Journalists and publishers disagree about the value of interactivity. Gordon Thompson, a technology manager for the New York Times, thinks it is probably inevitable but fears it could overwhelm reporters, who "should be interviewing Boris Yeltsin, not becoming E-mail buddies." But Dan Gillmor, a technology columnist for the Detroit Free Press, calls his online activity "one of my most valuable tools." He routinely puts his electronic mail addresses at the end of each column and spends two hours or more a day wandering through cyberspace. Reporters and controversial columnists could wind up as online personalities, much like those in talk radio, says Rosalind Resnick, publisher of Interactive Publishing Alert, an industry newsletter.
However much the public enjoys a kaffeeklatsch, the crucial question for electronic publishers is how to make a profit, and few of the newspapers flirting with cyberspace dare yet to dream of glory. Henry Scott, group director of new business development for the New York Times Company, echoes the thoughts of many when he says, "This is a research and development project." How, for example, should advertising work in an electronic medium? Computer screens don't support lucrative full-page display ads, and few online services effectively mix advertising and text on a small screen. (Prodigy includes ads; CompuServe and America Online are experimenting with "nonintrusive" ads.)
One moneymaker could be classified advertising -- with a digital twist. Instead of passively scanning classifieds, users can now search by subject, price, and location. They can view photos of real estate and other products. In time, says San Francisco electronic newspaper entrepreneur Steve Outing, they may be able to subscribe to a particular classified, directing the system to automatically E-mail them all garage sale ads within their area code, for example, or all ads for red 1967 Mustang automobiles. American newspapers earn over $11 billion a year from classified advertising alone, nearly a third of their total ad revenue, says the Newspaper Association of America. Competition for this turf will intensify as telephone and cable companies stake out claims.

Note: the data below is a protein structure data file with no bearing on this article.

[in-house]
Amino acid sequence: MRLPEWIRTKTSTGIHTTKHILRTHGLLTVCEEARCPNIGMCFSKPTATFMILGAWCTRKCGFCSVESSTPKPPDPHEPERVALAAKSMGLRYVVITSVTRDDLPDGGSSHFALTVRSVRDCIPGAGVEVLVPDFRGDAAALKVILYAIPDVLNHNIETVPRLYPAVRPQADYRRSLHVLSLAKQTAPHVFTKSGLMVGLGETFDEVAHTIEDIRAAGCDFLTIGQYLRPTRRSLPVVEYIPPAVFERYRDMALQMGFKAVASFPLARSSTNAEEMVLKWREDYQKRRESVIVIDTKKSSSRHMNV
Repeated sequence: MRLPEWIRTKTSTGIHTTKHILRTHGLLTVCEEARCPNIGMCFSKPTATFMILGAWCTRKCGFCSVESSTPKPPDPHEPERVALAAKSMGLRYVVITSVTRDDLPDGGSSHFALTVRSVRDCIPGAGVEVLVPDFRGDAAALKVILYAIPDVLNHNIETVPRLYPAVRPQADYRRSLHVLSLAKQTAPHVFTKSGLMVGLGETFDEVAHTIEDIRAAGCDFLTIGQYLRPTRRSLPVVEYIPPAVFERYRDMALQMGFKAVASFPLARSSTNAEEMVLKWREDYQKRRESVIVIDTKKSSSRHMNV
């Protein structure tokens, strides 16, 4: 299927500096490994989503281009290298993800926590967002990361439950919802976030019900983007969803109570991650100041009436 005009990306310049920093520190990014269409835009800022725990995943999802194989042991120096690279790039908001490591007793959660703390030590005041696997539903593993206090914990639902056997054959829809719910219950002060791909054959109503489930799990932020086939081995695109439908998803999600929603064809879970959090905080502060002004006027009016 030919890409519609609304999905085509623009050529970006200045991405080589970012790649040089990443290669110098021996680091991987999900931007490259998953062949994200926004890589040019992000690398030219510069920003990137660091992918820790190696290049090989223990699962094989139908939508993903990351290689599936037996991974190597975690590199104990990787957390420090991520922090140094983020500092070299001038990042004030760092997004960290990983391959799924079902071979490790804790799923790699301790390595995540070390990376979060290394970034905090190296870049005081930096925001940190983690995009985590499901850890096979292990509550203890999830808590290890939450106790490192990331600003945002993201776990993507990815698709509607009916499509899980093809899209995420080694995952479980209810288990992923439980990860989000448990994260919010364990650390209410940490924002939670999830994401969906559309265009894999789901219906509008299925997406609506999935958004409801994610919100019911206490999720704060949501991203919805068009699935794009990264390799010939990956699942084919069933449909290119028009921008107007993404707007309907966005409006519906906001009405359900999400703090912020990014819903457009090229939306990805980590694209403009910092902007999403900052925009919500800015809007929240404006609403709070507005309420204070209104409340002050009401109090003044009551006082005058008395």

The future newspaper, says Fidler, is going to be a versatile, wireless, flat-screen device he calls the "portable information appliance," or PIA. This magazine-size computer will offer a high-quality vertical display; readers will use a penlike pointer to browse, retaining the newspaper's serendipitous power to "expose you to things you didn't know you wanted." The PIA in Fidler's version will also display books, magazines, tax and insurance forms, and ads and is likely to be marketed much as computers are.
No one knows the future of the foldable paper newspaper. Bill Johnson, publisher of the Palo Alto Weekly, believes electronic newspapers won't replace the traditional model -- certainly not in small towns, where papers have less competition and play "a vital role in holding the community together." But Stephen Isaacs, acting dean of the Columbia Graduate School of Journalism, which recently added a cyberspace component to its curriculum, disagrees. "Flattened trees are not going to be the medium for newspapers much longer," Isaacs says. He sees electronic newspapers as liberating for reporters and readers alike because information flow will no longer be limited by space. Electronic newspapering will usher in "the golden age of journalism," says Isaacs. "It's just too bad the journalists don't know it yet."
Vic Sussman writes for U.S. News & World Report.
Copyright (c) 1994 U.S. News & World Report, Inc. All rights reserved.